Making "super" work outside a literal?

Brendan Eich brendan at mozilla.com
Tue Jun 21 11:53:59 PDT 2011


On Jun 21, 2011, at 11:33 AM, Oliver Hunt wrote:

> I'm answering some of the performance questions in this, but i don't know what the intended semantics of 'dynamic super' would be so I can't give specific details of most of the use cases.  If it's essentially sugar for super.foo => Object.getPrototypeOf(this).foo (with appropriate munging for calls, etc) then the cost is at point of use only, but if it's anything more fun (there are references to additional implicit parameters below which would be fairly bad for performance of calls)

That's the point: super must mean something other than Object.getPrototypeOf(this). Otherwise with the prototypal pattern you will infinitely recurse calling the same prototype-homed foo from foo via super.foo().

If super was shorthand only for Object.getPrototypeOf(this), then there's hardly any point in making super short for that expression.

Axel's notion of a |here| object helps, in that Object.getPrototypeOf(here) is more what you want from 'super' -- but not necessarily when the method has been borrowed by another object used as |here|. Note the "necessarily" -- you may know how to rebind 'super', but you may not. Allen's Object.defineMethod requires an affirmative defense before you can rebind super. It's a safety step, since 'super' is an internal function property and *not* a free parameter.

BTW I do not agree we can or should try to reserve 'here' or expose the method's "home object" -- that breaks abstractions built using prototypes. 'super' does not, because it always goes to the [[Prototype]] of the object in which the method was defined.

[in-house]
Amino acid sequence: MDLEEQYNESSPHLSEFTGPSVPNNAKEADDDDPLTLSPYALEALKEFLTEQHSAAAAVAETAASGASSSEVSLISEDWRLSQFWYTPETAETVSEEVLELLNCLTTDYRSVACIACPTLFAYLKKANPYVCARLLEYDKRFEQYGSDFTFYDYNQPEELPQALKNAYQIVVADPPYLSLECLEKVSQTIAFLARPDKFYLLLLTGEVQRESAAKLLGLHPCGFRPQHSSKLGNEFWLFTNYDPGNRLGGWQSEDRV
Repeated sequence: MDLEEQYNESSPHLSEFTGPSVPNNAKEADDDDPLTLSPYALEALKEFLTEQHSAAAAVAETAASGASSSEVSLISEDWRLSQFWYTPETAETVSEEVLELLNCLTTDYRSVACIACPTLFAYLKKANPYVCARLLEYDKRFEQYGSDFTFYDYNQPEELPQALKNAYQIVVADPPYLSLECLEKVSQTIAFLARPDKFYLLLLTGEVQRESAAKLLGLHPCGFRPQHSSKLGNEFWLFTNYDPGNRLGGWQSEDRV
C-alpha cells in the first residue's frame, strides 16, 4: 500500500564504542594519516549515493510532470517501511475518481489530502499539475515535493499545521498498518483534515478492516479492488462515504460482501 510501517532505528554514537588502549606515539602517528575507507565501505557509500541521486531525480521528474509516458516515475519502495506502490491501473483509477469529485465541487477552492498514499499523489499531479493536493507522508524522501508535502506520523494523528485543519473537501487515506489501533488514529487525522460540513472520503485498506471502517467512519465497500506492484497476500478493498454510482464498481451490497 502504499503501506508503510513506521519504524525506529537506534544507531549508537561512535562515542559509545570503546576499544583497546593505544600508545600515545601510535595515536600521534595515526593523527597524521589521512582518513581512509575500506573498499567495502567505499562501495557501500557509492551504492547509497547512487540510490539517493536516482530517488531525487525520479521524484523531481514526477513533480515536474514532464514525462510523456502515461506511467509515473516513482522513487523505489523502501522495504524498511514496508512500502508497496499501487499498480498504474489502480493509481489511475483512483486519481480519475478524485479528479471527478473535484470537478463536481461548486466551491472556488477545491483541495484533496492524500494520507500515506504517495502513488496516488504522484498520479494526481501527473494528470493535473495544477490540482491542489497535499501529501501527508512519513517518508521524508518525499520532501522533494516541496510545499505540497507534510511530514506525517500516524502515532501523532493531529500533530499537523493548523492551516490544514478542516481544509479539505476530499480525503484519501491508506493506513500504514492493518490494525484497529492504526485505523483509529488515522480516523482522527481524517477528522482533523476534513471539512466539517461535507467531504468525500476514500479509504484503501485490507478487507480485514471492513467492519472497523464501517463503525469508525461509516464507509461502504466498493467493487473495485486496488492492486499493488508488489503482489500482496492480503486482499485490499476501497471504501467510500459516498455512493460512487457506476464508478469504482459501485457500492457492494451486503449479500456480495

/be

> 
> On Jun 21, 2011, at 11:04 AM, Sean Eagan wrote:
>> I disagree that a dynamic super would lead to a '50% increase in
> 
>> argument passing overhead, on average'.  First, there is the implicit
>> 'arguments' argument, which is an object that actually needs to be
>> created per call site, not just a binding, and thus is presumably much
>> more expensive.
> Nope, creating an arguments object is on average free, as most uses can be lowered.
> 
>> Second, 'argument passing overhead' involves sunk
>> costs that are not dependent on the number of argument bindings that
>> need to be created.
> Every additional argument has a performance cost
> 
>> Third, implicit arguments, as 'super' would be,
>> should be less costly than explicit arguments since the argument value
>> does not need to be resolved.
> 
> I haven't really been following this but why does super need to be passed as an additional parameter?
> 
>> 
>> A better estimate of the overhead of dynamic super would probably be
>> the overhead of an implicit 'this' binding, i.e. the cost of creating
>> a 'this' binding for a function activation that not involving an
>> explicit 'this' via Function.prototype.call or
>> Function.prototype.apply, or Function.prototype.bind.  Does anyone
>> have any estimates of this cost, either absolute or relative to some
>> other cost?
> 
> That depends on the exact use case.  JSC doesn't determine what |this| is at the callsite (In general strict mode makes that impossible), so it becomes a question of whether you use it or not.
> 
>> I was unaware that dynamic super had been discussed, proposed, or
>> attempted previously for ES, or that it was ever included to have
>> 'pervasive overhead'.  Do you any references for this?
> 
> No idea -- it would depend on what the actual semantics of super were
> 

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